Though the number of parking citations issued this year is actually down by between 9,000 and 10,000 from last year, the village is expecting to collect $900,000 more in scofflaw-generated revenue by the end of 2005.
Oak Park officials attribute the increase largely to the ability of the village to track down and notify those who owe fines, which became significantly easier after the village adopted its in-house adjudication system.
After instituting the system in 2003, the village expected revenue would climb somewhat, from $2.1 million last year, to $2.7 million in 2005, said Village Finance Director Greg Peters.
Now, however, Peters said it’s likely that the total figure will reach $3 million by the end of the year.
The money is funneled into the village’s parking fund, which is only used for parking-related expenses, he said.
Several factors have led to the increase in revenue, said Wayne Moran, who heads the adjudication department. He noted one key advantage the village has gained is access to the secretary of state’s address database. Based on those addresses, the department uses an automated system to send letters to notify ticket holders of their violations, and how and by when they can file an appeal.
Over the last year, the village has held over 5,000 adjudication hearings, and roughly 30 percent to 35 percent of those participating in the system have been found not guilty, Moran said. Only seven people this year have appealed the village’s findings to Cook County court, he said.
The village’s improved notification process also appears to have led to an increase in the number of people who pay tickets quickly, rather than letting citations pile up, thus increasing fines.
“It has definitely helped keep the overall obligations down,” he said.
The ability to pay parking citations online has also helped the village process collections faster and more efficiently, though no specific figures on how many tickets have been paid online are available yet, Moran said. In addition, the village no longer has to pay other entities for the processing of appeals.
The doubling of the fines people with outstanding parking tickets must pay has contributed only somewhat to the increase in revenue, said Village Park Services Manager Alva Johnson.
“Either we get them before [fines pile up], or a long time after,” Johnson said, adding that those who wait to pay, and end up with some 15 tickets, can easily end up with a total fine of over $1,000?#34;-and an additional “booting” fee.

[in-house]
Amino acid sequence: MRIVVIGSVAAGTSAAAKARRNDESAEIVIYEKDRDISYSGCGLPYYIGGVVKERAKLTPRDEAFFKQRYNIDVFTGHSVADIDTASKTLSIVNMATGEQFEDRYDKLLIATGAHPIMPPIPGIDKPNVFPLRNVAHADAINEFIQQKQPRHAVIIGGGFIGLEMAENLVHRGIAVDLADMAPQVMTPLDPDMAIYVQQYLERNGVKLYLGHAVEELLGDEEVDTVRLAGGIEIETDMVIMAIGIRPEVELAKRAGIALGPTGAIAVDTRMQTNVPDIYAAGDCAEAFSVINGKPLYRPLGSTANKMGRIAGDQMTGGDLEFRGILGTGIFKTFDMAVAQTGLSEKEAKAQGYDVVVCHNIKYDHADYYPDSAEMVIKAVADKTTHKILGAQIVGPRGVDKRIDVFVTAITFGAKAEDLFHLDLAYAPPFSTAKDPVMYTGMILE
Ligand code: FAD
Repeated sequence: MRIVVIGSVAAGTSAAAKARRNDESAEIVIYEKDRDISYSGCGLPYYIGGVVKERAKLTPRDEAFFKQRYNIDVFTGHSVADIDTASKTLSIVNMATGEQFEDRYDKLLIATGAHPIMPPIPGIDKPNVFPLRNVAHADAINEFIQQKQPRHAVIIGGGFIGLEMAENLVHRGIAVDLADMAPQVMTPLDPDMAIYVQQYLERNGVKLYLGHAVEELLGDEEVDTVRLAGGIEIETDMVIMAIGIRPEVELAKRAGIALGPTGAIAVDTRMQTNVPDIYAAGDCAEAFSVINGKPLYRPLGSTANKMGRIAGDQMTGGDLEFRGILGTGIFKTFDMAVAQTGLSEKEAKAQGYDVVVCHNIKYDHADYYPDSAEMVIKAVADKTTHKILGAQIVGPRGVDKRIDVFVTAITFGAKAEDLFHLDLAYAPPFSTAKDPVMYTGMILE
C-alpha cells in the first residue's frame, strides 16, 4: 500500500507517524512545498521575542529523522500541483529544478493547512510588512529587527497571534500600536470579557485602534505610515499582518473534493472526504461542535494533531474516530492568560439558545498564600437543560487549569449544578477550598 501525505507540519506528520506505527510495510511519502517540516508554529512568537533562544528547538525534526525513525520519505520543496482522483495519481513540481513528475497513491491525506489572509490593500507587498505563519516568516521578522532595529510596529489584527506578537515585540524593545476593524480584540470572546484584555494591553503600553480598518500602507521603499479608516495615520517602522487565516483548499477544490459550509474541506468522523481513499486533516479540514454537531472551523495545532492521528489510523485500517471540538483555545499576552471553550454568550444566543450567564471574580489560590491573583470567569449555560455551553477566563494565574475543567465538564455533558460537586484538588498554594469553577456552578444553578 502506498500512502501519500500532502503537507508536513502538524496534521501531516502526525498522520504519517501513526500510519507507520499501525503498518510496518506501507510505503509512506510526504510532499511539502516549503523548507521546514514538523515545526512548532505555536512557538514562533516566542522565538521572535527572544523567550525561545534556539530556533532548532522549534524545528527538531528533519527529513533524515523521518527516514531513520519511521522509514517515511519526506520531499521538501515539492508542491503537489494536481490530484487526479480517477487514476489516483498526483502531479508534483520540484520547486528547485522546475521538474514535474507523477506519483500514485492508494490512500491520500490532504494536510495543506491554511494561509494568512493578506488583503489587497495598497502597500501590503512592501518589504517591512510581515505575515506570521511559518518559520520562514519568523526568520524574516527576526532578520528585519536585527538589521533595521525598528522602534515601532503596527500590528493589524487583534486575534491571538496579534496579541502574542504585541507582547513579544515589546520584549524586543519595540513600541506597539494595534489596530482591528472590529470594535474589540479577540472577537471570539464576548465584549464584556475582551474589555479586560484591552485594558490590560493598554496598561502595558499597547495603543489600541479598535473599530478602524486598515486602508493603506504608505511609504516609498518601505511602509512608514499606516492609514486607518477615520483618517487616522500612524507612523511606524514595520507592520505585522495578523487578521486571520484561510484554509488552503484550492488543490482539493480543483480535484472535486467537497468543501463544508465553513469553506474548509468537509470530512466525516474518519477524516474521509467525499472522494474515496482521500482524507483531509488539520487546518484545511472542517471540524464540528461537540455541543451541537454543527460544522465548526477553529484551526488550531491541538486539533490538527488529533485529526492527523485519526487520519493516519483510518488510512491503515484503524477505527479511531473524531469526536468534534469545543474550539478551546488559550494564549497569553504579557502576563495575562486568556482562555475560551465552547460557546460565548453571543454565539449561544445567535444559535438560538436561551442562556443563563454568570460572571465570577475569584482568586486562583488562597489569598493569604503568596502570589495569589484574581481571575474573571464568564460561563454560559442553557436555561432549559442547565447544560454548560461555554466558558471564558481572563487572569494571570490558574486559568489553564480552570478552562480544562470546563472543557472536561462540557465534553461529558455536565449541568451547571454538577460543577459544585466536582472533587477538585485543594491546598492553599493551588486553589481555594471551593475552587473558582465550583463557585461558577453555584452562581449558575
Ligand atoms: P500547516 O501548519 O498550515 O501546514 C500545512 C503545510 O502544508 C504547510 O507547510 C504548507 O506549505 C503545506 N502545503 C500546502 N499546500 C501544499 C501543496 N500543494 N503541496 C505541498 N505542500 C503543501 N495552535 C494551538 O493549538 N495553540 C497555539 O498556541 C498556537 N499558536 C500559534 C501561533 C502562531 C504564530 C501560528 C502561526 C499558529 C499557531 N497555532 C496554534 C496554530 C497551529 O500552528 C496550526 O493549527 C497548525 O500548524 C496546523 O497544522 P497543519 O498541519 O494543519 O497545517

Shortly after the adjudication system was put in place, the village made a more concerted effort to boot cars, largely due, again, to having a greater ability to track down who owed how much money.
During a spate of bootings shortly after the system was put in place, village officials said some drivers frequenting Oak Park had as many as 400 unpaid tickets. Now, Johnson said, those who are booted usually have far less, though the amount of cars booted has increased.
From June 22, 2004, through the end of that year, the village had clamped down on 206 vehicles. Through mid-August of this year, the village has booted 347 cars, he said. The village owns 30 car boots, though it tries not to use some 16 older devices, Johnson said, adding that some boots are significantly damaged when scofflaws try to pry them off, drive away with them, or have the car towed with boot attached (running off with a boot is a felony offense, he added).
Some changes may also be ahead for the adjudication department, said Moran. The village board has expressed a willingness to bring hearings on other types of violations?#34;-including those related to animal control and health codes?#34;in house.
Moran also said he is interested in possibly changing the format of the village’s online processing site, which requires a registration process.
parking placard case to CountyOak Park resident Agnes Kelly, 82, has lived in the village since 1969, and is gearing up to do her “civic duty” and fight the village on its decision to issue her a citation for parking in a handicapped spot. Kelly said she owns the appropriate disabled placard but had simply forgotten to display it.
Kelly received a $100 fine for parking in the spot, even after filing a written appeal with the village. The appeal included a copy of her placard.
She was parked in the Holley Court parking garage during a chiropractor’s appointment.
“As far as I’m concerned, I was charged for $100 for being stupid,” she said, adding that she has a “perfect” driving record. “Now I have no choice but to pursue this.”
She’s expected to appear at a hearing at 9:30 this morning at Cook County court. If residents are dissatisfied with a village adjudication hearing, they have the ability to appeal to the county. Kelly said she felt fighting the decision was worth the $78 she had to pay to be heard by a county judge.
Wayne Moran, who heads the village’s adjudication department, said he was not familiar with the specific circumstances of Kelly’s case, but said residents who produce placards are typically found to be not-guilty.